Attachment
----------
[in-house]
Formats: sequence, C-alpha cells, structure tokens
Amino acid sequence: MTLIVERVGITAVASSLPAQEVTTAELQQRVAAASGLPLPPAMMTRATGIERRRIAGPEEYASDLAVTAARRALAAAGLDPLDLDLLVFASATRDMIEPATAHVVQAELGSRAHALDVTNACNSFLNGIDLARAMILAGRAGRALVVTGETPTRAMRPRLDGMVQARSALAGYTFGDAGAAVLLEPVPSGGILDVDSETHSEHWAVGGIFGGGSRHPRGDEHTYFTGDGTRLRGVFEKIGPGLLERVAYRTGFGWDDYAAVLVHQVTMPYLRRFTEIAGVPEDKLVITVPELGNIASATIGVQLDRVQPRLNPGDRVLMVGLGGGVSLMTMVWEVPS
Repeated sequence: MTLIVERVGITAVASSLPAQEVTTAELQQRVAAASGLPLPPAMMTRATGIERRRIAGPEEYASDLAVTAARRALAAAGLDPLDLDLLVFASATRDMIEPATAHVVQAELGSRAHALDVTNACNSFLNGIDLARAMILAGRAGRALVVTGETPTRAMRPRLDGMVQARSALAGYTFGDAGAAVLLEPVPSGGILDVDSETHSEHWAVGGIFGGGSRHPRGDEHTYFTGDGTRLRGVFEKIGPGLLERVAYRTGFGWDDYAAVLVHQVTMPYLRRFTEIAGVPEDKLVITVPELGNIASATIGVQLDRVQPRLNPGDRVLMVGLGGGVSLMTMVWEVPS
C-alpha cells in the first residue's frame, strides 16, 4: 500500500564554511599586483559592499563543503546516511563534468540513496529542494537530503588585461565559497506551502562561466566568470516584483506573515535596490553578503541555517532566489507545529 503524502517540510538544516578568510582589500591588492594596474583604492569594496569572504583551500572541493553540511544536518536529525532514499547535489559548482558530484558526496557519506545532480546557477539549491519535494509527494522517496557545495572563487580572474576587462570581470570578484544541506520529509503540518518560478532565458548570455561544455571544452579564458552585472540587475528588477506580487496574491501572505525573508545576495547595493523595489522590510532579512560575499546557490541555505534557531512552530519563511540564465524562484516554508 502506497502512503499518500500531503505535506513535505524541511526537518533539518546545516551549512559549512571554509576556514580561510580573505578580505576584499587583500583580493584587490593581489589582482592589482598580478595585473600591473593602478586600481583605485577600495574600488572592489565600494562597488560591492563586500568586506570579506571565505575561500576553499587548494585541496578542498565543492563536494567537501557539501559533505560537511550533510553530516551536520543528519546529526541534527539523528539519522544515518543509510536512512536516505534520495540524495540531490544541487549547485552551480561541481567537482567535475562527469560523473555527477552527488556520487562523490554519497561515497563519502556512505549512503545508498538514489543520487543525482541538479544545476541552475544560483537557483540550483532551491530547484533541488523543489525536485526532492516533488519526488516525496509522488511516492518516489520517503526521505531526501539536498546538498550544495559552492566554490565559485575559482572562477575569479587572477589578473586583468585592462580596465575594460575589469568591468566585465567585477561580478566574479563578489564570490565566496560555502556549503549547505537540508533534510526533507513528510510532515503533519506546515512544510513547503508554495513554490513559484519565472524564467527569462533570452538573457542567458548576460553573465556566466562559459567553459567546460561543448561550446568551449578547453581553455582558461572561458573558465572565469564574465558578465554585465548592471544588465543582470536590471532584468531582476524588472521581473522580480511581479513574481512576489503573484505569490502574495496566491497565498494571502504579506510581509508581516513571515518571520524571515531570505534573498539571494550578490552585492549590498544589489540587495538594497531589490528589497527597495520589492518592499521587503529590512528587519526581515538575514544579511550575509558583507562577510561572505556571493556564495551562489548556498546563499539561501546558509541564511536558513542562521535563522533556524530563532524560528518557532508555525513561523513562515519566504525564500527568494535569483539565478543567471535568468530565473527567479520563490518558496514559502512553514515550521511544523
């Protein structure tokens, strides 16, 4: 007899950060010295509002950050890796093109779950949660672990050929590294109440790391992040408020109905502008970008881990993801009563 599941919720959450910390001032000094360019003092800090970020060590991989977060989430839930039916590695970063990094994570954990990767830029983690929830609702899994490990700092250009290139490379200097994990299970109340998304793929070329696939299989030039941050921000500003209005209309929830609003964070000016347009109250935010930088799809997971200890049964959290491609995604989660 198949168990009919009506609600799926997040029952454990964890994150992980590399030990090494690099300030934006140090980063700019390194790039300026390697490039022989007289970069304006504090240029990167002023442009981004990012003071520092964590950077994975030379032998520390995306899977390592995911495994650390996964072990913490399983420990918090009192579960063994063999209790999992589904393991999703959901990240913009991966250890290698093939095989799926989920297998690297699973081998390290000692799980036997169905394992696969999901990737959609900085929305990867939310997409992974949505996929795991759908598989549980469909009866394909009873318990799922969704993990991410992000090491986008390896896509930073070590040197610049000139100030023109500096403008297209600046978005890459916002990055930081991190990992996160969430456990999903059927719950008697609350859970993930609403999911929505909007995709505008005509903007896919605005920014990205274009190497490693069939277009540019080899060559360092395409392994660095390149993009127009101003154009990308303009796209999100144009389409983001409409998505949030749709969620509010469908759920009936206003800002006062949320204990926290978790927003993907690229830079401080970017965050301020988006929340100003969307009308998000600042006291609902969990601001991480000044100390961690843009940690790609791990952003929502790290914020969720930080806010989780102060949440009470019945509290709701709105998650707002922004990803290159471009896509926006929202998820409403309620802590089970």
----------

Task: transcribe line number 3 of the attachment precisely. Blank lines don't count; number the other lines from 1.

Amino acid sequence: MTLIVERVGITAVASSLPAQEVTTAELQQRVAAASGLPLPPAMMTRATGIERRRIAGPEEYASDLAVTAARRALAAAGLDPLDLDLLVFASATRDMIEPATAHVVQAELGSRAHALDVTNACNSFLNGIDLARAMILAGRAGRALVVTGETPTRAMRPRLDGMVQARSALAGYTFGDAGAAVLLEPVPSGGILDVDSETHSEHWAVGGIFGGGSRHPRGDEHTYFTGDGTRLRGVFEKIGPGLLERVAYRTGFGWDDYAAVLVHQVTMPYLRRFTEIAGVPEDKLVITVPELGNIASATIGVQLDRVQPRLNPGDRVLMVGLGGGVSLMTMVWEVPS